There’s an old Flemish proverb: “We must hang together or we shall all hang separately.” A similar quote is attributed to Benjamin Franklin, but Franklin, like most good political theorists, pinched most of his juicier quotes. The Mob has its code, and street gangs have “Snitches get stitches.” The committee, and the DOJ are kicking apart any possible unity amongst Trump’s minions—not just the SA thugs in the Proud Boys and Oath Keepers, but the inept clowns that Trump brought in to run the government in his name.
Everyone will be watching the committee over the next two weeks, of course. If the next five broadcasts are as sensational as this first one, then this will be the biggest story of its type in American history.
What makes this different from Teapot Dome or the attempted Putsch against FDR or Watergate is that the leaders of this mob don’t have enough brains to shut up and slink back into the shadows. Trump doesn’t think his followers are fools; he knows they are fools. But the drawback is that they don’t do subtle. So Trump has to tell them to keep taking bullets for the cause. Which exposes him, of course.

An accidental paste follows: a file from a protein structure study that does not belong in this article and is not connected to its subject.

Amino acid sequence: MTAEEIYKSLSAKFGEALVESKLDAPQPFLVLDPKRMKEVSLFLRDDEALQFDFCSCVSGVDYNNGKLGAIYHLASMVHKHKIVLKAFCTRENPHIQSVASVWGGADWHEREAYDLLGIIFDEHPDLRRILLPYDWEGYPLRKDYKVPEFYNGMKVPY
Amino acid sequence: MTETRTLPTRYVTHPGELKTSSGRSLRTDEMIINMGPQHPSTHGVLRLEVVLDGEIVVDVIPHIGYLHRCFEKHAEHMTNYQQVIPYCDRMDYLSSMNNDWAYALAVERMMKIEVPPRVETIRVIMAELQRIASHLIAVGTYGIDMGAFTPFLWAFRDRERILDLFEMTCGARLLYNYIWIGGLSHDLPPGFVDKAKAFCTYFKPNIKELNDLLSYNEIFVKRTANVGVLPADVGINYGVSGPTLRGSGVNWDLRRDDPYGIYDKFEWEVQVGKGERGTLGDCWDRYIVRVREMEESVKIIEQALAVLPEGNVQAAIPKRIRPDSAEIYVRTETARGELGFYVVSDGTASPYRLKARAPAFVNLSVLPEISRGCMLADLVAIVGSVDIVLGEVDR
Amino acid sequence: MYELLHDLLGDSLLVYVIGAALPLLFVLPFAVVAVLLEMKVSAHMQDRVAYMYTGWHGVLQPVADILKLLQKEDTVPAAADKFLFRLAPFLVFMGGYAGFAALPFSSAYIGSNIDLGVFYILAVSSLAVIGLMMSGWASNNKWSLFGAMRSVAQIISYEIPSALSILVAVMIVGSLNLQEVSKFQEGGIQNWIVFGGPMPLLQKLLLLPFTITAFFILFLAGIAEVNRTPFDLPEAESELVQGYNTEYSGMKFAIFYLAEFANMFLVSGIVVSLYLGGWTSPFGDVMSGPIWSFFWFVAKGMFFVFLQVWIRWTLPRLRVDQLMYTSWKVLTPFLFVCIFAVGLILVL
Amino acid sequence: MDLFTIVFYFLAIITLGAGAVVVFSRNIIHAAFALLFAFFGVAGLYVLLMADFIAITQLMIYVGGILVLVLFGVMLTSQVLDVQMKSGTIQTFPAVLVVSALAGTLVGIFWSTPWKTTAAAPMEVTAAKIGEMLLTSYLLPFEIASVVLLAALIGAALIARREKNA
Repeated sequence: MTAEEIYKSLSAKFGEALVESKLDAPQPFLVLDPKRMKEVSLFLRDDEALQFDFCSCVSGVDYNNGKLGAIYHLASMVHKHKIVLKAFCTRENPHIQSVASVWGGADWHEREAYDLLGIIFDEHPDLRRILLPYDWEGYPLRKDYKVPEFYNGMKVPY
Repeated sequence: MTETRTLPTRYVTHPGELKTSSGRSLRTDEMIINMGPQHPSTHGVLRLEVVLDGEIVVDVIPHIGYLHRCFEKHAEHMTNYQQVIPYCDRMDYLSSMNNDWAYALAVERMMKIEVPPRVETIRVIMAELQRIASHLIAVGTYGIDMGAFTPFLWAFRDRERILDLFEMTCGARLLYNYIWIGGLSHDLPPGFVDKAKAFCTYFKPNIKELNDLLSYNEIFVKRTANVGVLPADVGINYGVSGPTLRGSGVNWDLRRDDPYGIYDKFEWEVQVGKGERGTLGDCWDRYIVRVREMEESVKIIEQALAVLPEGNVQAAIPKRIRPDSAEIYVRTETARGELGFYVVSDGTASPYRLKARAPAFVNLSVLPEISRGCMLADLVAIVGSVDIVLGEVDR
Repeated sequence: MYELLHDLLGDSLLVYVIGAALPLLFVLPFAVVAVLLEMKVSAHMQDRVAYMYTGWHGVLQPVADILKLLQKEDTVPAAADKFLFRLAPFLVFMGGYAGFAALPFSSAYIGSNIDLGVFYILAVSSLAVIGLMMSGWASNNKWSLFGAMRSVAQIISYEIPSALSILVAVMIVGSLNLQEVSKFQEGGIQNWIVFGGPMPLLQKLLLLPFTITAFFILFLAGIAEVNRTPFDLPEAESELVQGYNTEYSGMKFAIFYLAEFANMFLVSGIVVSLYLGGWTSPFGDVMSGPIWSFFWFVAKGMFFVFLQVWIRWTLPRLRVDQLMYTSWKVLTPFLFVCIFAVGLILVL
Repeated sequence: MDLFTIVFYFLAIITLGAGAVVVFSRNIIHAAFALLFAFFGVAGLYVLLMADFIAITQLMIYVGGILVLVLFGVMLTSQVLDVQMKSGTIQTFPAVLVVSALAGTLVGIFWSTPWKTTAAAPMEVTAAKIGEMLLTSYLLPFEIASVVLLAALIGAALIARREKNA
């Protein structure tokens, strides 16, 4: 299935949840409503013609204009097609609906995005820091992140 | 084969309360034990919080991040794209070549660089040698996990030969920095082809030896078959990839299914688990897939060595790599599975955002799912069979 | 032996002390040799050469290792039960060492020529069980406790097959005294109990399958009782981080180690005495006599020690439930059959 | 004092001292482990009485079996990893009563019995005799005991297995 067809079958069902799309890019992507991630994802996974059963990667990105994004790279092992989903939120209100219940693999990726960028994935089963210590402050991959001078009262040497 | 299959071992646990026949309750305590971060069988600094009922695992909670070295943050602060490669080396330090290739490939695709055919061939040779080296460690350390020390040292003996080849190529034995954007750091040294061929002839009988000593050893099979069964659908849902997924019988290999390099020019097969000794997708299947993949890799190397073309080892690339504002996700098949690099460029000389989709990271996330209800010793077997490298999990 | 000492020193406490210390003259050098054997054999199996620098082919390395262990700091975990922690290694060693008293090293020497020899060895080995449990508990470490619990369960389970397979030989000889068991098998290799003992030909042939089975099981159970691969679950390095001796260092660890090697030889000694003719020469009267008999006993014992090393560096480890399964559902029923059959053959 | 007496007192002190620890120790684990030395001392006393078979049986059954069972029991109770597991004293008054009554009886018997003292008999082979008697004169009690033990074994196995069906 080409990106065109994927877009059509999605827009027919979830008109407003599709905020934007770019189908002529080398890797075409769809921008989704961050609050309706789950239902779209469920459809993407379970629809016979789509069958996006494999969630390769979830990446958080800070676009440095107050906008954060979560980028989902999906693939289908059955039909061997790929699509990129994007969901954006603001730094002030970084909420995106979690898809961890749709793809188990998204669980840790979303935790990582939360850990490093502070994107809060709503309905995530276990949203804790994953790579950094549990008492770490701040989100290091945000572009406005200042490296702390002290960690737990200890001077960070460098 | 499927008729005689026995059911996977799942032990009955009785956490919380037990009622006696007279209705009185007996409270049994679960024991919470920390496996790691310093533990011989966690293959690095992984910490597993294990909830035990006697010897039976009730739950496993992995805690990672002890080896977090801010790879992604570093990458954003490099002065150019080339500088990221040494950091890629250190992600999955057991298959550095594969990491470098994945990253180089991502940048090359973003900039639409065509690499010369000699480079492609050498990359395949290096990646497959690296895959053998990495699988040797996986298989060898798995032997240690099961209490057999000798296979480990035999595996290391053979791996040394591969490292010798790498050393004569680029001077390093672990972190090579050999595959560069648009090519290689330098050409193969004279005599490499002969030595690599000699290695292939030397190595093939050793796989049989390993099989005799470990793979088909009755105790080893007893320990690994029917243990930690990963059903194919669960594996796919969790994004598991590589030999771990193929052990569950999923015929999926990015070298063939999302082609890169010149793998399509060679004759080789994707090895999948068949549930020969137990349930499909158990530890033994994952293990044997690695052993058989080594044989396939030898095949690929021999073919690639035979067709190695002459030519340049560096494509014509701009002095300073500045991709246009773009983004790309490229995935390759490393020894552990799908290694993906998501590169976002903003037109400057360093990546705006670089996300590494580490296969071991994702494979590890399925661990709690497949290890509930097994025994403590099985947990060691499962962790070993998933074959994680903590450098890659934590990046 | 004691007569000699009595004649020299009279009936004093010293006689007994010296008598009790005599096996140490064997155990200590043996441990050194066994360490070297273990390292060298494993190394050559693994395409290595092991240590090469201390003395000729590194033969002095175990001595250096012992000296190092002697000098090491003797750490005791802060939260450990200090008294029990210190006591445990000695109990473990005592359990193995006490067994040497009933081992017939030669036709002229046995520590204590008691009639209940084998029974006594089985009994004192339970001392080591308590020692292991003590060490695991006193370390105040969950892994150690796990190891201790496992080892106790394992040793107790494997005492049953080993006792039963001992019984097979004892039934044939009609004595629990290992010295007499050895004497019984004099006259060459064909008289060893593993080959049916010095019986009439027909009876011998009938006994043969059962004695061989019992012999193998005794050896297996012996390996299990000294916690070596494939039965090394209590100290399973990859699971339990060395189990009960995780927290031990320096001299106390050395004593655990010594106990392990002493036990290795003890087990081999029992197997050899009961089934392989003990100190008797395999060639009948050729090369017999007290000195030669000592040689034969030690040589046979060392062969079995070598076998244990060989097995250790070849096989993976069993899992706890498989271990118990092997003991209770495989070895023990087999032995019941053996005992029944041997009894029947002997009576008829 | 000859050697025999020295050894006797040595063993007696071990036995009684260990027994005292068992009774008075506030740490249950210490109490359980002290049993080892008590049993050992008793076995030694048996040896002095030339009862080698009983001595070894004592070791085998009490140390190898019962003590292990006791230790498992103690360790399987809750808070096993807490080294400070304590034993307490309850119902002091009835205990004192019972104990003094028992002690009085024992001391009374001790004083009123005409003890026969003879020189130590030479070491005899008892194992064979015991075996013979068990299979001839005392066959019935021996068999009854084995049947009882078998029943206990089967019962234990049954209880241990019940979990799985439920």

But that will only take him so far, especially since he routinely betrays his followers. (Including January 6th, when he promised his crowd he would lead them to the steps of Congress, and then sneaked off back to the West Wing to watch events unfold on television). Congress, and presumably the DOJ, are exploiting these weaknesses.
The committee meetings should remain utterly fascinating. But the really entertaining show is going to be amongst Trump’s supporters and followers, especially the ones who have been criminally complicit and are now feel as exposed as a no-pants-in-class nightmare. They are going to turn on one another, and that should make for an entertaining, if very messy show.
Don’t bother popping corn for this: just hold the bag up in front of the TV with the news on, and watch it pop itself.